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Flashcards in Haemodynamic Disorders Deck (64)
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Define Oedema?

An abnormal increase in interstitial fluid


Name the causes of Oedema?

Increased hydrostatic pressure ( regional or generalised) Reduced plasma oncotic pressure ( reduced albumin) Lymphatic obstruction Sodium retention Inflammation


What is generalised oedema?

Widespread accumulation of fluid in subcutaneos tissues and serous cavities


What is pitting oedema?

Pitting edema: Observable swelling of body tissues due to fluid accumulation that may be demonstrated by applying pressure to the swollen area (such as by depressing the skin with a finger).


Name the common causes of generalised Oedema?

Left Ventricular Failure Nephrotic Syndrome Hepatic Failure


Summarise the process which causes oedema?

Low renal blood flow  renin  angiotensin  aldosterone  absorption of sodium and water from kidneys  generalised oedema Renin- released from kidney Adosterone-acts on the kidneys to stimullate reabsorption of salt and water Reduced renal blood flow activation of the renin-angiotensin system  =arrow


How is Pulmonary Oedema caused?

Pulmonary Oedema is usually the result of raised pulmonary capillary hydrostatic pressure due to pulmonary venous congestion. Caused by raised hydrostatic pressure in the pulmonary capillary bed.


Name the most common cause of Pulmonary Oedema?

Left ventricular failure


Name the consequences of Pulmonary Oedema?

Breathlessness(typically worse laying flat-orthopnoea) and susceptibility to pneumonia. Breathlessness(dyspnoea) is the main symptom.


In an pulmonary oedema , fluid accumalates first in the ............ ........ and then eventually spills into the .......... ........

First- Interstitial space Second-Alveolar Spaces


What causes a Cerebral Oedema?

Cerebral Oedema is usually the result of breakdown of the normal capillary barrier


Where does a cerebral oedema usually occur?

Typically occurs in brain tissue surrounding lesions such as cerebral contusions, haemorrhages, infarcts and tumours.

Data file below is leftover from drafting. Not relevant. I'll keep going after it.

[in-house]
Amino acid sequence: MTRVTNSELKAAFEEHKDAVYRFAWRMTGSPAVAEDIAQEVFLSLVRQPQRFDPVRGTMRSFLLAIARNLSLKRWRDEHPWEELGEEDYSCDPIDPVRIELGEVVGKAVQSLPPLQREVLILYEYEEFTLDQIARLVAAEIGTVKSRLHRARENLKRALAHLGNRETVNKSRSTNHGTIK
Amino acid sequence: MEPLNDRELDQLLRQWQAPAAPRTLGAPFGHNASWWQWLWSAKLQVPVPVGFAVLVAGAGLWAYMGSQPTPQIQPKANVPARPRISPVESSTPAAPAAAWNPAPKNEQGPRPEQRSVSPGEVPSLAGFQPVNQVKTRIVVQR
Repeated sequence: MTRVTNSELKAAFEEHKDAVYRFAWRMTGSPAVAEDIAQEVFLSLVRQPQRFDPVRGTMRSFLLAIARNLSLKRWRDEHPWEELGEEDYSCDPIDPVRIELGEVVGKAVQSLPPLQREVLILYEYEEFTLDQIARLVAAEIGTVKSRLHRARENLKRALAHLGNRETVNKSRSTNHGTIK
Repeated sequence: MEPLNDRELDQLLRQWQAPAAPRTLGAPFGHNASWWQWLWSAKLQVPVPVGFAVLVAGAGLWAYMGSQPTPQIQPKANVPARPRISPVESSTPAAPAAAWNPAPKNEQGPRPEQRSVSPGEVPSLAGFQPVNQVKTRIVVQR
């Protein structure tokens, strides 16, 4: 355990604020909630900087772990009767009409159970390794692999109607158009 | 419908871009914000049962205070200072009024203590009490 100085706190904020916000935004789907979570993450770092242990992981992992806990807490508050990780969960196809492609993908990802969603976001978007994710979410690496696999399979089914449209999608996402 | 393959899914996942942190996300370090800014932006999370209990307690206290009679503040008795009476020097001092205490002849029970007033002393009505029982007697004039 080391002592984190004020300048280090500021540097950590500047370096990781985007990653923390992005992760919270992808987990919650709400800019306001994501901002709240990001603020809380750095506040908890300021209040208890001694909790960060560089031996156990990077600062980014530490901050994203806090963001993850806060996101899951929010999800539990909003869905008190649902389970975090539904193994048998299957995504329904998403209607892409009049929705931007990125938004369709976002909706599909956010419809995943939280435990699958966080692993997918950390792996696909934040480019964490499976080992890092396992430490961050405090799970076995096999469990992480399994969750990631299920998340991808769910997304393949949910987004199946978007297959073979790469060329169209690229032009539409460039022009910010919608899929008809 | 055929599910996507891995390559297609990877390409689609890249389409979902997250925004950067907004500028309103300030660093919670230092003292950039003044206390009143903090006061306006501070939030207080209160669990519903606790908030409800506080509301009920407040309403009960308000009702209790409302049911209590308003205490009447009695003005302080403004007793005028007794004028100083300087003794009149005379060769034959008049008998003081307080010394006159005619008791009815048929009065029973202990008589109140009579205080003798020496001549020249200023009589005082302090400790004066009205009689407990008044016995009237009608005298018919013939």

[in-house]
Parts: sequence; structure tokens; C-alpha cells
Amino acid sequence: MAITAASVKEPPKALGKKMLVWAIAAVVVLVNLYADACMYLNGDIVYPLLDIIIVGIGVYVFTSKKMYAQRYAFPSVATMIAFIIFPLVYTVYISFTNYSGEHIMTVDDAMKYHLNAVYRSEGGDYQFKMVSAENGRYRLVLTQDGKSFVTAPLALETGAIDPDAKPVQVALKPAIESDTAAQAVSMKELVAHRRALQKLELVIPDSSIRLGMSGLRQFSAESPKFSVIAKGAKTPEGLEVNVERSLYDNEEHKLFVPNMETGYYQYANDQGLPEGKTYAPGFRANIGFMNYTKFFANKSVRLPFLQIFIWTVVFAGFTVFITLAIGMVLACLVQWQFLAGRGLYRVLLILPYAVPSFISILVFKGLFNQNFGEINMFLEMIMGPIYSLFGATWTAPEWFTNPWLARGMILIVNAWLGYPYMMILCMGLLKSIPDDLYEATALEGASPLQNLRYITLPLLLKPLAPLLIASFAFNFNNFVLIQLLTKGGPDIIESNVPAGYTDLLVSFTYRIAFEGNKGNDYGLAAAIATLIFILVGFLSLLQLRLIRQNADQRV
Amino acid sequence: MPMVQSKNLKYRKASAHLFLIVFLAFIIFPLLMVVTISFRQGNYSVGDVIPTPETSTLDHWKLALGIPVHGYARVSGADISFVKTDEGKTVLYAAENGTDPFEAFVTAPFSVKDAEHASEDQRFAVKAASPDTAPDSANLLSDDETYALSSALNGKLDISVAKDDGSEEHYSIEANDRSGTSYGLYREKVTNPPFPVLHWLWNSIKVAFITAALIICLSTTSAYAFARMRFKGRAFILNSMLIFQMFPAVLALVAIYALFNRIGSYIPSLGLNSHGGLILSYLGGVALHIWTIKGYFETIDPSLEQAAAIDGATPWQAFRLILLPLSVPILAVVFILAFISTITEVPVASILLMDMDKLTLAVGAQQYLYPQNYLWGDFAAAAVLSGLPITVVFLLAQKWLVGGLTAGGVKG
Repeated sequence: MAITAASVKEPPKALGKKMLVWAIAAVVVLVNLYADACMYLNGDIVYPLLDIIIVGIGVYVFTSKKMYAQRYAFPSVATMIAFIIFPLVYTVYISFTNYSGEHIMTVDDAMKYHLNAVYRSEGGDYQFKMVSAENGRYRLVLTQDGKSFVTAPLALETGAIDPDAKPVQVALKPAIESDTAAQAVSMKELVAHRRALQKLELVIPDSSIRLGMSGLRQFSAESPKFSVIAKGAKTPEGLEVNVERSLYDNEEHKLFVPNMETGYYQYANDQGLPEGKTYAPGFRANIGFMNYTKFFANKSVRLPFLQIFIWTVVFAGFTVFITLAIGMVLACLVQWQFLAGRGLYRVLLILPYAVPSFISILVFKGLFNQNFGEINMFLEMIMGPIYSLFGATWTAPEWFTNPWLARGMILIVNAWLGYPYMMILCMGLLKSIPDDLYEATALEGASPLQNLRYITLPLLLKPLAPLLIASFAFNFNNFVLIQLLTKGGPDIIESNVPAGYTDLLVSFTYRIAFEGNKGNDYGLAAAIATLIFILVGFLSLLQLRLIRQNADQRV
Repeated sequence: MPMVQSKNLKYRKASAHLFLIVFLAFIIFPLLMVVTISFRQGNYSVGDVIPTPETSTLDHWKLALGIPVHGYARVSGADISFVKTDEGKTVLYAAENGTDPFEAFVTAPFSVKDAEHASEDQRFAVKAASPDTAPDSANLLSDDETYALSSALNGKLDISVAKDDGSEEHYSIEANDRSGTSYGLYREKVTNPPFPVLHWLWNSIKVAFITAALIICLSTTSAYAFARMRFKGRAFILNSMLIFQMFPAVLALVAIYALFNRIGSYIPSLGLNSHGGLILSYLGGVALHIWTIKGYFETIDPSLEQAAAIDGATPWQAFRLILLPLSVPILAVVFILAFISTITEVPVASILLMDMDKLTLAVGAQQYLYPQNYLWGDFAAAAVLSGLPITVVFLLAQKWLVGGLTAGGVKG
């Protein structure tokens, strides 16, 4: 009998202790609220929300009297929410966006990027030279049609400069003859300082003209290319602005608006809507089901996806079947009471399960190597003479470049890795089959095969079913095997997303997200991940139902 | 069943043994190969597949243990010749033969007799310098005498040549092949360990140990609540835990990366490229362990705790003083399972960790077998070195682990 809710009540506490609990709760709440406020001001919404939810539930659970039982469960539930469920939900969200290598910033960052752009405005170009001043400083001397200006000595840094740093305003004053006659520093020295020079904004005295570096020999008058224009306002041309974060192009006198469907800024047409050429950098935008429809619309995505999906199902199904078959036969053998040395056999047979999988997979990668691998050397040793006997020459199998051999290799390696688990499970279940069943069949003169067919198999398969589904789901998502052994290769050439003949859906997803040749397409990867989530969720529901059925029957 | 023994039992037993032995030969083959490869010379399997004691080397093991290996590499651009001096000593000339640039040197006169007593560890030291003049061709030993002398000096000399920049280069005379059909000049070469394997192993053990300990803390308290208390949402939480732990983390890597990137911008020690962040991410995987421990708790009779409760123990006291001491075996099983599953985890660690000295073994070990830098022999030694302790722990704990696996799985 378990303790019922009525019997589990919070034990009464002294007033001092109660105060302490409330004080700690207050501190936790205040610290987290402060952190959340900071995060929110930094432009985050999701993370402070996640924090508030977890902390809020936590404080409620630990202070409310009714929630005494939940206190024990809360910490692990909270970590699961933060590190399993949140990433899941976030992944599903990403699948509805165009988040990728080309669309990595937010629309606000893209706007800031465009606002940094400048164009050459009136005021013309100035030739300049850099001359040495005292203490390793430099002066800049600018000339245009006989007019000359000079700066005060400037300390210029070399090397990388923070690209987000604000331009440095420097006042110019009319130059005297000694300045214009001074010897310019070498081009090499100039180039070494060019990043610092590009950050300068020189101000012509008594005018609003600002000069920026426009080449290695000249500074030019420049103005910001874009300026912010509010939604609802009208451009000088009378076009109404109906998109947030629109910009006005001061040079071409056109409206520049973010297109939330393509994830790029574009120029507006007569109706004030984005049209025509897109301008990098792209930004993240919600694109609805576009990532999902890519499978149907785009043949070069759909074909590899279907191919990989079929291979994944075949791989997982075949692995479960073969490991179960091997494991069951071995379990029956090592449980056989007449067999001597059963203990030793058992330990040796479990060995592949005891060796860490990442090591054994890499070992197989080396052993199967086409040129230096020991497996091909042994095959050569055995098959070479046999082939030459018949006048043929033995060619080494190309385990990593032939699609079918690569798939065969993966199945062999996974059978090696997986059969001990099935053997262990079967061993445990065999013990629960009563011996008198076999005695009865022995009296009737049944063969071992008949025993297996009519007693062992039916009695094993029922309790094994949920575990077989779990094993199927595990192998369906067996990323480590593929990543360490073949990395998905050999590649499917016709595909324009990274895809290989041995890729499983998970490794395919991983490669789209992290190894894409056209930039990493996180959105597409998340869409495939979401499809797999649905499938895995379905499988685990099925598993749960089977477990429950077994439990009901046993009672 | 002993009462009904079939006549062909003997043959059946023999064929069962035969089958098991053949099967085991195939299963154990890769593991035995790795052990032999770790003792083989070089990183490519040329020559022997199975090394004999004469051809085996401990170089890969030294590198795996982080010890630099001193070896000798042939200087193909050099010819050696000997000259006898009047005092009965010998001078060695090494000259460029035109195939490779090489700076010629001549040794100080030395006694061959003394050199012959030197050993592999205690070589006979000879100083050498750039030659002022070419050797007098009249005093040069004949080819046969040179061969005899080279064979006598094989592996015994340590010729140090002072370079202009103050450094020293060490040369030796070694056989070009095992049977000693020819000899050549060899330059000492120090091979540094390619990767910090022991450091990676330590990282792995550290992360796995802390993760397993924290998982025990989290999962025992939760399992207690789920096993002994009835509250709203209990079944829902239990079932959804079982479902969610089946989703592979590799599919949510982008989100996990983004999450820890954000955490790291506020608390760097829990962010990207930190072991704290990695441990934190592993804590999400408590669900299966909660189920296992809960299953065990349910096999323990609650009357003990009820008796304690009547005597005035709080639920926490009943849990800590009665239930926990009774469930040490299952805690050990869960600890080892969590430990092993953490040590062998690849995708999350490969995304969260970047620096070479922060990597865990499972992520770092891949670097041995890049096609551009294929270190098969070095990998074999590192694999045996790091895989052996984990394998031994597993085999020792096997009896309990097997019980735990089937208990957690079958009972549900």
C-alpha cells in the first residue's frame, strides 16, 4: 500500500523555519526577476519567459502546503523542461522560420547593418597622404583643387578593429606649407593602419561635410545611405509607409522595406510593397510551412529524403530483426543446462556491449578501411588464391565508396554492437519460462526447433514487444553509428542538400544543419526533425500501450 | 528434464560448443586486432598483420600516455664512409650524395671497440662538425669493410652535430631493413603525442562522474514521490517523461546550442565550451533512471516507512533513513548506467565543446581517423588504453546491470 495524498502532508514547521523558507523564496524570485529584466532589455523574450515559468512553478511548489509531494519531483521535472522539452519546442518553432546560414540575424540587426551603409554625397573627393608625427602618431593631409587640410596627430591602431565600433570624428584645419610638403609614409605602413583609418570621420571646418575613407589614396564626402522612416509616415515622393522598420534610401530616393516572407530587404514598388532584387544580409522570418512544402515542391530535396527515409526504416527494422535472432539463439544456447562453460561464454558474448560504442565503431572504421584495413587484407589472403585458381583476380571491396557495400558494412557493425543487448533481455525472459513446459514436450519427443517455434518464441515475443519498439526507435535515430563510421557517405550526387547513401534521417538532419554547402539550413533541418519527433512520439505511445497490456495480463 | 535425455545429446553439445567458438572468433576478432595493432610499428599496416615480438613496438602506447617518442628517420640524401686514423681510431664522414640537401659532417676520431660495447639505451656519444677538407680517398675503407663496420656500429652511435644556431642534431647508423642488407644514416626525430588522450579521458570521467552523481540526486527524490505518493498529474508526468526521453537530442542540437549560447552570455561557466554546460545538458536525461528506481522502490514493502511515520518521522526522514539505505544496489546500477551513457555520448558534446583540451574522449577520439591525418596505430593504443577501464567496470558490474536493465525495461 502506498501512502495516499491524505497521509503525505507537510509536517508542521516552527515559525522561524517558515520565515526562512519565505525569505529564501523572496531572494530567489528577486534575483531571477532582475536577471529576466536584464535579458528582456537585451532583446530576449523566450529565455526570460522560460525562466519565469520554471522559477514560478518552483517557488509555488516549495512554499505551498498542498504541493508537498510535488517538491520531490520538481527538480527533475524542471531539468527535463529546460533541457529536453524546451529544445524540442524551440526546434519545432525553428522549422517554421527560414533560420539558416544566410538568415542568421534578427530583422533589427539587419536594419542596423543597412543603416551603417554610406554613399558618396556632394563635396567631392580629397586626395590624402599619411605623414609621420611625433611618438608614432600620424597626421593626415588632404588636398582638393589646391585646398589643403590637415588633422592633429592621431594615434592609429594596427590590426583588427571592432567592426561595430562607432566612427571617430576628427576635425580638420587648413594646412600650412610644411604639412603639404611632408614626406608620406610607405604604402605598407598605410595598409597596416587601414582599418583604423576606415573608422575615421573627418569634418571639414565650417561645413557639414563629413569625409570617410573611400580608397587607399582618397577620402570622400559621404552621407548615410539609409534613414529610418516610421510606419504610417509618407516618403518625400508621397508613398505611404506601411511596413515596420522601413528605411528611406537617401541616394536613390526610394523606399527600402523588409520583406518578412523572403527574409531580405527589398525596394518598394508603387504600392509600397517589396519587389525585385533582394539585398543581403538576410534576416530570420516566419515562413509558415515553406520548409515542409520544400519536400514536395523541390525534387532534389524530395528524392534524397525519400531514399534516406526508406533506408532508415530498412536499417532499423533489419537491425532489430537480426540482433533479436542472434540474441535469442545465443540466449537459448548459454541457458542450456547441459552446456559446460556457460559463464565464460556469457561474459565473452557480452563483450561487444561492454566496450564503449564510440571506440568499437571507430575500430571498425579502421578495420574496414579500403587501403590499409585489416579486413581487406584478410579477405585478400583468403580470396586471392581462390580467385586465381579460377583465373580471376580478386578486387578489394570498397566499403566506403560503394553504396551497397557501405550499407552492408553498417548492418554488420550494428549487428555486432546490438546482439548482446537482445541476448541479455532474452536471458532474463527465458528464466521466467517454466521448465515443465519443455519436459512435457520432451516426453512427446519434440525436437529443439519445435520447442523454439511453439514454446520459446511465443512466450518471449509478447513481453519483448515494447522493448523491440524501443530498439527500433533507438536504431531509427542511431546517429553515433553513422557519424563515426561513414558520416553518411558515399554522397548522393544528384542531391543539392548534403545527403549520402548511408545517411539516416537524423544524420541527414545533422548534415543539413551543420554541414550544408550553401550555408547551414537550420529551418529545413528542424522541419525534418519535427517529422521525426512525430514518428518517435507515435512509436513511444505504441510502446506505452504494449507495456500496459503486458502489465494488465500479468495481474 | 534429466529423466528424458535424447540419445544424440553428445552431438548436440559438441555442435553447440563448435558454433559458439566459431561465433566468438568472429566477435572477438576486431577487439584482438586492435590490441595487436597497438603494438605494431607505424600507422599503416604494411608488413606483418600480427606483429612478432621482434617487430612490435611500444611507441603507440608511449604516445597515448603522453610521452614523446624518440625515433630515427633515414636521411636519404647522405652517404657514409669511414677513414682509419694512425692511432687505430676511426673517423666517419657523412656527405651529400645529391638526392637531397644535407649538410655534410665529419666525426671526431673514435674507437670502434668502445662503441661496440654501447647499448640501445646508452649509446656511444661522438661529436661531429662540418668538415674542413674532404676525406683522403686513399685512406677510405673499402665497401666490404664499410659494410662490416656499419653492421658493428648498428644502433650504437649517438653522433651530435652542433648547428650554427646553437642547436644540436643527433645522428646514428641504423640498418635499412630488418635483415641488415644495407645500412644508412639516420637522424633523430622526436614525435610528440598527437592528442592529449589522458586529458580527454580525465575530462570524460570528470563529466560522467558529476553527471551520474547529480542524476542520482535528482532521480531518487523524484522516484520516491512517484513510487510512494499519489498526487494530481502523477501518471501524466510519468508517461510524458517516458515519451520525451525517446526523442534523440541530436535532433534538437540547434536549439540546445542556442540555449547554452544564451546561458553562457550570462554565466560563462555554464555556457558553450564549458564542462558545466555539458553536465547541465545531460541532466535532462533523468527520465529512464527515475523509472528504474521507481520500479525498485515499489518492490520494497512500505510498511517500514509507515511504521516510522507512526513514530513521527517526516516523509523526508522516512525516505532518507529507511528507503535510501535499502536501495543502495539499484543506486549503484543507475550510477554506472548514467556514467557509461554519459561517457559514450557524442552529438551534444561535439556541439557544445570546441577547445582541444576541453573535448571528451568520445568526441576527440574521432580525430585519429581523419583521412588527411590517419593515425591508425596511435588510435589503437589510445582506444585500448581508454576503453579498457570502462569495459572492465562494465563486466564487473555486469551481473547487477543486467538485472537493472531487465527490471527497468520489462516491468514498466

What does a cerebral oedema cause?

Rise in intra-cranial pressure which can be fatal.


Name some stratagies to reduce Cerebral Oedema?

Strategies to reduce ICP include raising the head, inducing dehydration with drugs (e.g. mannitol), surgical decompression.


What does general oedema cause?

Pitting peripheral oedema Pleural Effusion Ascites Pleural effusion, sometimes referred to as “water on the lungs,” is the build-up of excess fluid between the layers of the pleura outside the lungs. The pleura are thin membranes that line the lungs and the inside of the chest cavity and act to lubricate and facilitate breathing ascites-the accumulation of fluid in the peritoneal cavity, causing abdominal swelling


Define Thrombosis?

Pathological clot formation in a blood vessel


Name the three broad factors that predispose an individual to thrombosis?

Changes in vessel wall Changes in blood flow Changes in blood coagulability


What condition is almost always related to vessel wall injury caused by atherosclerotic plaques?

Arterial Thrombosis


How does arterial Thrombosis cause infarction of tissue?

Complete blockage (occlusion) of the artery by thrombus causes infarction of the tissue supplied by the artery


How does arterial Thrombosis cause ischaemia of tissue?

Narrowing(stenosis) of the artery by thrombus causes ischaemia of the tissue supplied by the artery.


What condition is related to stasis of blood in a cardiac chamber?

Cardiac Thrombosis is usually related to stasis of blood in a caridac chanber, most commonly the left atrium in association with atrial fribulation or the left ventricle in association with a myocardial infarct


Why is left atrial thrombosis usually related to atrial fibrillation?

if the patient had AF then the left ventricle is hypokinetic and dilated.


What does a prior myocardial infarction leave you more susceptible to?

Left ventricular thrombosis


What causes cardiac thrombosis?

Abnormal cardiac contractibility and myocardial injury


What is the most important potential complication of cardiac thrombosis?

Systemic embolisation is the most important potential complication


What is an embolism?

An embolus is a detached mass within the circulatory system that is carried in the blood to a site distant from its point of origin


Where do most emboli originate from?

Most emboli are fragments of dislodged thrombus (thromboemboli).


Name some rare types of embolic material?

Fat air amniotic fluid tumour


What can an emboli lead to?

Emboli are important because they can lodge in vessels and block them off.


Where do most venous thrombo embolism originate from?

Deep ;eg vein (DVT)